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The U.S. Air Force announced the final selection of the Wisconsin Air National Guard’s 115th Fighter Wing, capping more than three years of study and deep community division over the planes, which come with the promise of jobs and new construction but also noise and pollution.

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While applauded as a good first step, Democratic members, as well as public safety and health officials, have criticized the bill for not allocating more state funding to respond to the pandemic.

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For 30 years, "Ms. Milele" was the publisher of UMOJA magazine and a prominent leader in Madison's black community. She was "short in stature but mighty in force." 

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Free community testing for COVID-19 started at the Alliant Energy Center in Madison on Monday morning.

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Gov. Tony Evers and legislative Republicans will need to work quickly to come up with a replacement plan.

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The Vilas Zoo, Goodman Pool, beaches and movie theaters are among the places not opening yet.

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There were signs early Sunday that the violence was spreading into other parts of the city.

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"It’s clear they have important process issues to work out," the candidate said.

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School Board President Gloria Reyes said the decision to pull police from Madison's four main high schools is effective immediately. 

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The Madison School Board chose Carlton Jenkins, a superintendent of a suburban Twin Cities school district, over another finalist for the job. He starts Aug. 4.

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As a Dane County public health order requiring face coverings in all indoor spaces outside the home took effect Monday, businesses offered mixed views on mandates, though for many retailers it was business as (the new) usual.

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There was no update on the second victim from the shooting at Schroeder Road and Chapel Hill Road Saturday night. 

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Travis M. Christianson, 44, is tentatively charged with first-degree intentional homicide.

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Republican President Donald Trump also has caused controversy for saying he might deliver acceptance speech at White House.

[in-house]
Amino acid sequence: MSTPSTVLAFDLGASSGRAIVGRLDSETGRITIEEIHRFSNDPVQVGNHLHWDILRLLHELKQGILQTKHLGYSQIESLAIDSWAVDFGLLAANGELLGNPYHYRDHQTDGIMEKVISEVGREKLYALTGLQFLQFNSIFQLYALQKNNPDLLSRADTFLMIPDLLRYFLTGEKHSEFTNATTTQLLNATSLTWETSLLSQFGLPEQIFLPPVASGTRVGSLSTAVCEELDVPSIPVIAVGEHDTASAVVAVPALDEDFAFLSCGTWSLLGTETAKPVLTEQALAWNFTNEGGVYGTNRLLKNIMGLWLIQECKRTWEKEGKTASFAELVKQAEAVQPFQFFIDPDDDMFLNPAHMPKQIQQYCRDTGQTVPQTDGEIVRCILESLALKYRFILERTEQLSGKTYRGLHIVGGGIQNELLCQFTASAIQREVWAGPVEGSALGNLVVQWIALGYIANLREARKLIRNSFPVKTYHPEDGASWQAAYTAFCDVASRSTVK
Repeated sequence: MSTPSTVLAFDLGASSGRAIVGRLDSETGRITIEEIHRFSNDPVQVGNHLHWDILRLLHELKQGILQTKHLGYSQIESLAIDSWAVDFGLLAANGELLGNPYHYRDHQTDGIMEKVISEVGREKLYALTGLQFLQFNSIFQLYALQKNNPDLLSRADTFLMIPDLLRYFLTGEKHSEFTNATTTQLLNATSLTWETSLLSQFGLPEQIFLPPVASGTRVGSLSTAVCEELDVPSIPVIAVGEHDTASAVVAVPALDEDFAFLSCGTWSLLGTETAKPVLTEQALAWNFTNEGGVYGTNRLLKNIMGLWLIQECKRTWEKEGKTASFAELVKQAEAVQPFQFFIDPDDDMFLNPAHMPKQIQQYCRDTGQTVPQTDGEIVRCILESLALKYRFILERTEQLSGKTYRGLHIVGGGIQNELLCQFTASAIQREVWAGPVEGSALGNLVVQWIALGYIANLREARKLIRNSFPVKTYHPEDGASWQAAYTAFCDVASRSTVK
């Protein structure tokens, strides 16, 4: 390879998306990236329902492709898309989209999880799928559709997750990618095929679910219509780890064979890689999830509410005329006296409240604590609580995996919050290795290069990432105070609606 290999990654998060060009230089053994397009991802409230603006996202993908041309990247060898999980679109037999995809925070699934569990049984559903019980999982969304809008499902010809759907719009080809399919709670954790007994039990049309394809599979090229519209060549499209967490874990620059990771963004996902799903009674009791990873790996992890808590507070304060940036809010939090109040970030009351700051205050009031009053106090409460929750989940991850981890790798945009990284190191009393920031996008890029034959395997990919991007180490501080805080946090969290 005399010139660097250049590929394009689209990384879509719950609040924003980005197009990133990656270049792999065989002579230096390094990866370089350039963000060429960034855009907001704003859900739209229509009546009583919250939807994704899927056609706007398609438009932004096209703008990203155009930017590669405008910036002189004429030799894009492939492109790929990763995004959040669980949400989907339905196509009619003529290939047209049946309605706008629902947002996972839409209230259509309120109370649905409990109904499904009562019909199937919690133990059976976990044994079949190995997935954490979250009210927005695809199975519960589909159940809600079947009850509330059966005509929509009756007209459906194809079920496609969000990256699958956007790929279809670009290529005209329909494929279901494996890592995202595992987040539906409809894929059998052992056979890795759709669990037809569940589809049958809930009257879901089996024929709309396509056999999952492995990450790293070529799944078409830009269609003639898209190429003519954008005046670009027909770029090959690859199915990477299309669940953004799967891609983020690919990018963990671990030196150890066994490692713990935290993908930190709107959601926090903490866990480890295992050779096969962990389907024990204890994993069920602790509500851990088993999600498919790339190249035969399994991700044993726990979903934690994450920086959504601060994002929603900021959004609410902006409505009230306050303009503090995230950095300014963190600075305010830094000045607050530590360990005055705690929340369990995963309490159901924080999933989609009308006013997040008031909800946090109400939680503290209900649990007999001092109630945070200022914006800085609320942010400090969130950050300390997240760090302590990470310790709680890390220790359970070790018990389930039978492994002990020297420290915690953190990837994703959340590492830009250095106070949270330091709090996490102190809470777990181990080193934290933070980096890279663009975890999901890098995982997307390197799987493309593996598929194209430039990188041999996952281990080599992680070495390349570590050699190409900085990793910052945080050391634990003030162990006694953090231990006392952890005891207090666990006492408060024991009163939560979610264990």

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The girl was in a car that was struck by gunfire late Tuesday morning on East Washington Avenue.

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The conference decided — after meetings between presidents and athletic directors, and outcry from players, coaches, politicians and fans — to cancel the fall sports season and will attempt to move football to the spring semester.

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"The video that came out of Kenosha is absolutely horrific. I don’t understand how people can watch it and not be here," one Madison protester said. 

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The fifth-seeded Heat finished off an upset of the NBA’s best regular-season team Tuesday, topping the Milwaukee Bucks 103-94 in Game 5 of their East semifinal series — while Giannis Antetokounmpo, the league’s reigning MVP, couldn’t play because of a sprained right ankle.

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UW-Madison is pausing in-person instruction for at least two weeks and quarantining more than 2,200 students living in two dorms.

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Police are not recommending charges against Althea Bernstein, saying there is a difference between someone trying to deceive law enforcement and not being able to corroborate a report of a crime.

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The alternate care facility at State Fair Park in West Allis may begin taking patients Thursday.

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A small crowd Downtown Saturday morning before the race was called turned into hundreds of people honking horns, cheering and waving signs after Biden was declared the winner, while some Trump supporters turned out in protest.

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"We understand the eyes of the world will be on these Wisconsin counties over the next few weeks,"  Wisconsin Elections Commission administrator Meagan Wolfe said.

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St. Mary's and Meriter expect to get vaccine soon.

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The flurry of activity caps off a tumultuous post-election saga in Wisconsin that has now concluded.

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A look back at the year 2020 through the lens of Wisconsin State Journal photographers John Hart, Amber Arnold and Steve Apps